• $\begingroup$ the cox proportional hazards model is assuming proportional hazards, which is a big assumption. A discrete time survival model is just any "probabilistic classifier", logistic regression/xgboost etc.Multistate survival is just replacing with multinomial regression. Providing your data can be approximated as discrete time, you have much more flexibility using a discrete time model. $\endgroup$
    – seanv507
    Dec 5, 2022 at 10:58
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    $\begingroup$ I noticed that you placed a bounty on this question to "recieve more attention," even though this question has an answer with 4 upvotes at the time of the bounty. Can you clarify what kind of attention you want to receive, and under what circumstances you'll award the bounty? I ask because you often offer bounties without awarding them. In this case, the current answer is ineligible to receive the automatic award of a bounty because it was written before the bounty was offered. So how should a prospective answer-writer understand what you are looking for with this bounty? $\endgroup$
    – Sycorax
    Dec 8, 2022 at 13:22

1 Answer 1

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There are at least two contributing reasons. First, as a number of commenters have indicated, handling tied times in the Cox partial likelihood is inconvenient. Second, there are different ways to end up with discrete survival data, and these have motivated additional research.

So, first: ties. The Cox partial likelihood for continuous data is based on time-point probabilities $P(i\text{ died}|\text{one person died})$. These are nice and easy; the baseline hazard cancels out so we get $$L_i= \frac{\lambda_0(t_i)\exp(z_i\beta)}{\sum_{j\text{ alive}} \lambda_0(t_i)\exp(z_j\beta)}=\frac{\exp(z_i\beta)}{\sum_{j\text{ alive}} \exp(z_j\beta)}$$ For discrete times, the natural extension is $P(\text{exactly these k people died}|\text{k people died})$,which is a sum over exponentially many (in $k$) terms. If $k$ is really large -- say, 10 -- this is no fun at all. There are approximations: the Breslow approximation (Norm Breslow didn't actually like this one) and the Efron approximation. It's not so simple.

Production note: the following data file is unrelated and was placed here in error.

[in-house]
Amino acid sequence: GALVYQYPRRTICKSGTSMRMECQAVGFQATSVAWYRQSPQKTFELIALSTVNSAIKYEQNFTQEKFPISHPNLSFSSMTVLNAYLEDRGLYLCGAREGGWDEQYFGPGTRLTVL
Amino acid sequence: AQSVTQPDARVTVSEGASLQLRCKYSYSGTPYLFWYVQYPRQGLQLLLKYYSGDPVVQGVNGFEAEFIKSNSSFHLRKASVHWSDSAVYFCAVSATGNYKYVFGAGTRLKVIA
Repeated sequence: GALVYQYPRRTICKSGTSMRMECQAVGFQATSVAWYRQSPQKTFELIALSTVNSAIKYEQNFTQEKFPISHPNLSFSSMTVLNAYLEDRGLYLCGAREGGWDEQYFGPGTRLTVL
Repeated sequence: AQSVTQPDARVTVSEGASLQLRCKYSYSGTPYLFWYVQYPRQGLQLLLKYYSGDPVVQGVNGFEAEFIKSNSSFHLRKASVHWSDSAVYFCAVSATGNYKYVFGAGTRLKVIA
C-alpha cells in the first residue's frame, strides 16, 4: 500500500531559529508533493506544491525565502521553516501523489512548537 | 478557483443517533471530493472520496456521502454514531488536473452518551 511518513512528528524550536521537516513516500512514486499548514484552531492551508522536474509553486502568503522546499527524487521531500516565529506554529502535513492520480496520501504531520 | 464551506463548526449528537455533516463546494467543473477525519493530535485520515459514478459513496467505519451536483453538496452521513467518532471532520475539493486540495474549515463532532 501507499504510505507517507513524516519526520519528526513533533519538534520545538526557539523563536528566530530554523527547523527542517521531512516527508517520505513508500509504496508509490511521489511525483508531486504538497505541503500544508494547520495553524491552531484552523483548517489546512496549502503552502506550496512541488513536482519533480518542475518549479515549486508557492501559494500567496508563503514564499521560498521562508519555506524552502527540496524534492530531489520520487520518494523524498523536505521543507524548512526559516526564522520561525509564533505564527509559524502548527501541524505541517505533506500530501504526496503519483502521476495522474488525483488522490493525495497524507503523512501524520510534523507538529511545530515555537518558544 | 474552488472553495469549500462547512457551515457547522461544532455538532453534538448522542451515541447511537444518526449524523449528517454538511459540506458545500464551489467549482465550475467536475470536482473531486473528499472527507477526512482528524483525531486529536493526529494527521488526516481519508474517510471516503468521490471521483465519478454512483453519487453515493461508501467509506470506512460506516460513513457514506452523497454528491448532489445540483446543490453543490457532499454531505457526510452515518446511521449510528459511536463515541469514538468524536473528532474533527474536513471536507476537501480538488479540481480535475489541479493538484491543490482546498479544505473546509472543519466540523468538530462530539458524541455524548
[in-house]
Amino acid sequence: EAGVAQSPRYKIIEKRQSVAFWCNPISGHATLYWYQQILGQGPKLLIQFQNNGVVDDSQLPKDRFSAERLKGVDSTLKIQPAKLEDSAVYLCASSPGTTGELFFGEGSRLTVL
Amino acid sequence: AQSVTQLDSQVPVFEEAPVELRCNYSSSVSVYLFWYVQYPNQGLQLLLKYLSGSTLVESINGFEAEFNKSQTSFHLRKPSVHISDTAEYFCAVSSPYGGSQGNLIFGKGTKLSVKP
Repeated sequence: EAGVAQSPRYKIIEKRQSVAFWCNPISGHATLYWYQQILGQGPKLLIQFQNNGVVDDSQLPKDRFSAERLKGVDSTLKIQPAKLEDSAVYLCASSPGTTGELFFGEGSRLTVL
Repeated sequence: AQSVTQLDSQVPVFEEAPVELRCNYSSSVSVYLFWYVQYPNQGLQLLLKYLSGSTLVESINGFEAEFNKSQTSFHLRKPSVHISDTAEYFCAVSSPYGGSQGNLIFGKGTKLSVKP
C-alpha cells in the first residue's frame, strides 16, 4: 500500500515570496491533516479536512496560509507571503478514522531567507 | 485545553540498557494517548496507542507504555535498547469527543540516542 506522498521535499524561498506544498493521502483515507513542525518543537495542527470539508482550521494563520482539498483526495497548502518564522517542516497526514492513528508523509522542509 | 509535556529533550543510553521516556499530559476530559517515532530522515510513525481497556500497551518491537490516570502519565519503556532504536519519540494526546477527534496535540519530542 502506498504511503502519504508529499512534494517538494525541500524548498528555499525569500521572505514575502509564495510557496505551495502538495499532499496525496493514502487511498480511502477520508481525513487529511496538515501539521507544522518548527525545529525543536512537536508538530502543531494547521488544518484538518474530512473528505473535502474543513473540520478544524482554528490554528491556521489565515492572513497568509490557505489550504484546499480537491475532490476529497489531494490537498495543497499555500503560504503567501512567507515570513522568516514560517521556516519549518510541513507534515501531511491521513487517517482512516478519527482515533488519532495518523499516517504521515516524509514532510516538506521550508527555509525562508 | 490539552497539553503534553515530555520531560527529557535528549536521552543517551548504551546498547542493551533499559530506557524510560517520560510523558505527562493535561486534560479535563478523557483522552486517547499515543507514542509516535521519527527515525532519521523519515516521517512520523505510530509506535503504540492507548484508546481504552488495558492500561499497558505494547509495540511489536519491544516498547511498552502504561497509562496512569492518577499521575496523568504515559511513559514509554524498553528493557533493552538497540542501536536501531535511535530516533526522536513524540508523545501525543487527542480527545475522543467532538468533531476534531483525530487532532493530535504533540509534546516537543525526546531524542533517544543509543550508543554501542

Second: why do we have discrete data? It could be interval-censored data: we test people's blood glucose at times $t_k$ and diagnose diabetes if it's too high. It could be grouped data: we round survival times to the nearest day. It could be that the event can only happen at discrete times (cheating on an exam? Sleeping through your alarm?). These lead to different models: if you have proportional hazards in continuous time but you have interval-censored measurement it's not the same as having proportional hazards in discrete time.

So, using the Cox model for discrete-time data doesn't end up making life easier either computationally or in interpretation. It can be worth the effort of using explicit discrete-time models. On the other hand, if your measurement times are the same for everyone and reasonably frequent, pretending that the events happen at the measurement points and that you have proportional hazards actually works pretty well and is fairly common in cohort studies. This paper looks at what happens when measurement times aren't similar.

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  • $\begingroup$ @ Thomas Lumley: Thank you for your answer! Just to clarify what is meant by : P("i" died | one person died) ? Does this mean "the probability of the i-th person died given one person int he study has died)? $\endgroup$
    – stats_noob
    Dec 5, 2022 at 6:54
  • $\begingroup$ In this question here (stats.stackexchange.com/questions/597893/…), I think "discrete survival models" are better suited - do you agree with this? $\endgroup$
    – stats_noob
    Dec 5, 2022 at 6:55
  • $\begingroup$ Yes -- though it's time-specific: probability that person $i$ died at this time point given that exactly one person died at this time point. $\endgroup$ Dec 5, 2022 at 6:56